4. Make sure parents are on board with the components of Harter’s model – otherwise they can unknowingly sabotage your efforts (more on parents in future posts).

Squash Psychology: Helping Your Child Enjoy Squash (Sport)

November 7, 2010

Yesterday was World Squash Day 2010! We were challenged by the World Squash Federation to introduce new players – including 20 children – to our sport.  Now our challenge is to keep them involved in a modern world with literally hundreds of alternative activities – how can we do this?

Actually – it is not that easy.  Parents, athletes, administrators and even squash coaches tend to view sport in an overly simplistic fashion.  That is not surprising given that most have very little academic background and direct professional practice experience with large numbers of children – what they have is their own subjective experiences: their own childhood memories or interaction with their own children.  In addition to having taken academic courses in the area (e.g., Developmental Psychology) I have been doing summer camps with kids for the past 37 years (yikes!) and written materials for coaching programs on how to best coach children from a psychological standpoint (e.g., the Tennis Canada Under 11 Coaching Program).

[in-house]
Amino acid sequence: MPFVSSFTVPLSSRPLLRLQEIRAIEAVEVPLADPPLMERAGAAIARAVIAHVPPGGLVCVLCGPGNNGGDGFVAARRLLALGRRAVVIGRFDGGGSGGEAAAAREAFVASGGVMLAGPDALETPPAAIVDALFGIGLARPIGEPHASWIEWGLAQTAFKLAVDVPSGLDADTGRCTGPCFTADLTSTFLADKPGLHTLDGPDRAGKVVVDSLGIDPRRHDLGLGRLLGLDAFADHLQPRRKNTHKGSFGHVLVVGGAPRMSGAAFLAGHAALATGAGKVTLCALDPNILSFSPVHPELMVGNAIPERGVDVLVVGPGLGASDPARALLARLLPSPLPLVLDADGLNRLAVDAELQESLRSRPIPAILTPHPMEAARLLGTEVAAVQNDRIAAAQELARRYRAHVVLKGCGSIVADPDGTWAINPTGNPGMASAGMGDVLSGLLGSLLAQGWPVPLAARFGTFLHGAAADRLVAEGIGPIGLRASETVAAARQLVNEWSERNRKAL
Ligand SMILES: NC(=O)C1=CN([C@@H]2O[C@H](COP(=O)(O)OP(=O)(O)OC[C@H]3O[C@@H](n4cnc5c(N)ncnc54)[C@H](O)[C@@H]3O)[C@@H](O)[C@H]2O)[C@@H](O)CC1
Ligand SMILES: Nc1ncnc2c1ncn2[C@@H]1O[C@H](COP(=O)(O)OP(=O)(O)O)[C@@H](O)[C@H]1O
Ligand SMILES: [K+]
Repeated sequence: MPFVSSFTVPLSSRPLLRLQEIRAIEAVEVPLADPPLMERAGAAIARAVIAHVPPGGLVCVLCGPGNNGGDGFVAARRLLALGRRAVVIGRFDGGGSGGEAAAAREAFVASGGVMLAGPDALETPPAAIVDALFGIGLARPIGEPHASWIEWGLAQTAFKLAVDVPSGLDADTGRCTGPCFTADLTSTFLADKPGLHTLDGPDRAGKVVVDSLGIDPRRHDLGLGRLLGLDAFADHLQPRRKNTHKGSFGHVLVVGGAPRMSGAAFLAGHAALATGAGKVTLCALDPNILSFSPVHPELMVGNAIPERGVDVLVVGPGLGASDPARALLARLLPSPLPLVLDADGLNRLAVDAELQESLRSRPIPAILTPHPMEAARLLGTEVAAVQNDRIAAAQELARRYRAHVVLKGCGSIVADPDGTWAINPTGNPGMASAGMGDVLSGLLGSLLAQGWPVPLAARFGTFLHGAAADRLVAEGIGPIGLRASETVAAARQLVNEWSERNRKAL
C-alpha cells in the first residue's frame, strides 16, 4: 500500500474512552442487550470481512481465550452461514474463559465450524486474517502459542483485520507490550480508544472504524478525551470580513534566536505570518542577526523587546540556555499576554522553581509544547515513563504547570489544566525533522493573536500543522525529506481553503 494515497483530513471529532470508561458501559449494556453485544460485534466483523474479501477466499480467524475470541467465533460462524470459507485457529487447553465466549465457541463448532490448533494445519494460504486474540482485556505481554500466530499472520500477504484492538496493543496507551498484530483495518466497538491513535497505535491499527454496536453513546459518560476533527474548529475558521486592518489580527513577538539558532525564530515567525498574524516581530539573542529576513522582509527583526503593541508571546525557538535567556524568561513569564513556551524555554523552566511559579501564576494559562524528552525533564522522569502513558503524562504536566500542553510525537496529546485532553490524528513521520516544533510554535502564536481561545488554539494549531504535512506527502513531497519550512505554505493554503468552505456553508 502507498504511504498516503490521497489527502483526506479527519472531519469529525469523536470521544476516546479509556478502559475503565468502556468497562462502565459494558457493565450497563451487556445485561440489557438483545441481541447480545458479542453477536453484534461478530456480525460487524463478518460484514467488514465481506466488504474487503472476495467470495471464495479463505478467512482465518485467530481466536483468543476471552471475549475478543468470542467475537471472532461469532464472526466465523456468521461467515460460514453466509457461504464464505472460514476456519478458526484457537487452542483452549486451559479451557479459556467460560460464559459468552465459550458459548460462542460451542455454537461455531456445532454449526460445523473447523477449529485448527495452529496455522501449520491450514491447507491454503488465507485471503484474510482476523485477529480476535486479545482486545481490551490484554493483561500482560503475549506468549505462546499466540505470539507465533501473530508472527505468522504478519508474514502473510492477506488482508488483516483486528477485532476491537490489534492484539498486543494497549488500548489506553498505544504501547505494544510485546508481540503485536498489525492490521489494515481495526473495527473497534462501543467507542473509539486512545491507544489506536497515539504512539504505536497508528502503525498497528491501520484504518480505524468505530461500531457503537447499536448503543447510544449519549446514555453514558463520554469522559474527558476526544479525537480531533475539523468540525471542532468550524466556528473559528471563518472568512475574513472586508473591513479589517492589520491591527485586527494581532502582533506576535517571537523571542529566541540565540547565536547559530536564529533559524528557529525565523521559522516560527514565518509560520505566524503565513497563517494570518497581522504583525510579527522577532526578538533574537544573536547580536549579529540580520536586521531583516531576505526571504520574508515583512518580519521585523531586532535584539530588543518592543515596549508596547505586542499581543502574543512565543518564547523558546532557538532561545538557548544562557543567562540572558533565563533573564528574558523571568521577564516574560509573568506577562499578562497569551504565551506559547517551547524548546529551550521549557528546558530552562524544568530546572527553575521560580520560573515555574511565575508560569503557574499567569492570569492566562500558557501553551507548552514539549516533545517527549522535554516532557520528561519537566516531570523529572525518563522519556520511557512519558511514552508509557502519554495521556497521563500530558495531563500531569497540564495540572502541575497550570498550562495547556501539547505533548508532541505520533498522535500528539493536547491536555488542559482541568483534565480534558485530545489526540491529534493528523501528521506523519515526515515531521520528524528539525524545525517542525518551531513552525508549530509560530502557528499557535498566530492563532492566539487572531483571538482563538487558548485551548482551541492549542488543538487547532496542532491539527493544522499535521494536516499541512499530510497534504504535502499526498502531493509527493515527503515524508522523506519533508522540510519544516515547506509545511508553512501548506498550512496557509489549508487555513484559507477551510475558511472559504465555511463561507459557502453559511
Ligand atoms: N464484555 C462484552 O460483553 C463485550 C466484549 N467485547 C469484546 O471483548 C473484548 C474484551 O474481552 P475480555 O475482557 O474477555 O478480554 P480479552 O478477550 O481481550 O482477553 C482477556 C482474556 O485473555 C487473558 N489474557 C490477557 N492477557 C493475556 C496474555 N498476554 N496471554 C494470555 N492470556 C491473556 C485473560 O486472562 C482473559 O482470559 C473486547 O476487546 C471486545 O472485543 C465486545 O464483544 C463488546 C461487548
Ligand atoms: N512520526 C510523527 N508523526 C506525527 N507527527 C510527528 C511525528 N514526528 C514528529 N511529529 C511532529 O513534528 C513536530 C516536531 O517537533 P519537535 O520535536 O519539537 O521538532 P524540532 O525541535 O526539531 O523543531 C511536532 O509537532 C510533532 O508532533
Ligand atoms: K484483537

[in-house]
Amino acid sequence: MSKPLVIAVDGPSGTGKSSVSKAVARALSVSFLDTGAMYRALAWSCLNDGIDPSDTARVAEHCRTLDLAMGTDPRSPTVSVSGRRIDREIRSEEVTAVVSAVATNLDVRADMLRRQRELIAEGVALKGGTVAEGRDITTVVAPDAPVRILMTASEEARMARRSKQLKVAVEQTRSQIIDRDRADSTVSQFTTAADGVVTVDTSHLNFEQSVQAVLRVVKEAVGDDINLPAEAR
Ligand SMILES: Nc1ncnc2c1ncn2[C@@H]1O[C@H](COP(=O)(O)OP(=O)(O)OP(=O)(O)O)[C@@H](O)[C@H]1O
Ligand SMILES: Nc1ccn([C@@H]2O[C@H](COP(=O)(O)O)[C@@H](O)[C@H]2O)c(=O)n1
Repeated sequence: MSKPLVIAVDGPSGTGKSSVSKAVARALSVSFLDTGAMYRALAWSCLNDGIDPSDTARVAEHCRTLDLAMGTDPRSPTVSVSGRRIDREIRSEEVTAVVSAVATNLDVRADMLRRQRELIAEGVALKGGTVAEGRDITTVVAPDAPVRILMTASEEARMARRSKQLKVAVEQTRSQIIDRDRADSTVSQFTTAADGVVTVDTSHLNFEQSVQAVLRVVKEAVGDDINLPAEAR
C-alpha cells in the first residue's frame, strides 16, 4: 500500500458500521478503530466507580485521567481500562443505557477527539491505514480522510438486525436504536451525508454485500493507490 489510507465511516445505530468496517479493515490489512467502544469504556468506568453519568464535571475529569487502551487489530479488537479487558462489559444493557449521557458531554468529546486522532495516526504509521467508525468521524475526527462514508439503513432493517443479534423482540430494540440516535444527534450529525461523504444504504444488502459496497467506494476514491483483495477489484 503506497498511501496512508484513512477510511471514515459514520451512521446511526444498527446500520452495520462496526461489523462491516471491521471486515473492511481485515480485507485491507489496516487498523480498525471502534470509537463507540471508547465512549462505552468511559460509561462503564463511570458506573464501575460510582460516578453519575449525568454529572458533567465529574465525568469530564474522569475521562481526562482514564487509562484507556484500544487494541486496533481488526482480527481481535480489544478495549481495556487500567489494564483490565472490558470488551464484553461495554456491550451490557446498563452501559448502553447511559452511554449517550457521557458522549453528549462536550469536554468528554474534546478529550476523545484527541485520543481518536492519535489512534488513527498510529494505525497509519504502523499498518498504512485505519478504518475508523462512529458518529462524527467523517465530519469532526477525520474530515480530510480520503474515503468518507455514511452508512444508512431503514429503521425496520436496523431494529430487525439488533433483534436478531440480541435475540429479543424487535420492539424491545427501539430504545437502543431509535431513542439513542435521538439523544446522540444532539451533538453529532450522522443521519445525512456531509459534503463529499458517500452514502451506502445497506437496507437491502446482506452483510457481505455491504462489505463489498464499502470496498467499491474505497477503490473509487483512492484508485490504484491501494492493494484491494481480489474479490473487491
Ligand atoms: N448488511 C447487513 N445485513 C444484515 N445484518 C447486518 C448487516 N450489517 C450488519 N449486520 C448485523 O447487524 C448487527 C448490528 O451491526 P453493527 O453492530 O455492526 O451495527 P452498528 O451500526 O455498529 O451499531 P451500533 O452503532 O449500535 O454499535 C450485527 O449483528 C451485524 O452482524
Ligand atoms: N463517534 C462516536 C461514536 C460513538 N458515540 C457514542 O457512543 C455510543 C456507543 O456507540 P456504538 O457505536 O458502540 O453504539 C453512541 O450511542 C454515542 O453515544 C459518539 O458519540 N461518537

Most people tend to interact with children in a simplistic “stimulus-response” fashion – “if I/we do this – the child with do that”; “this is bad for the child – that is good”, discounting the fact that children are in fact thinking, feeling, acting beings.  Fortunately, there is a small group of researchers that seek to explain how children interpret and think about the feedback and interactions they receive around their sport and physical activity experiences.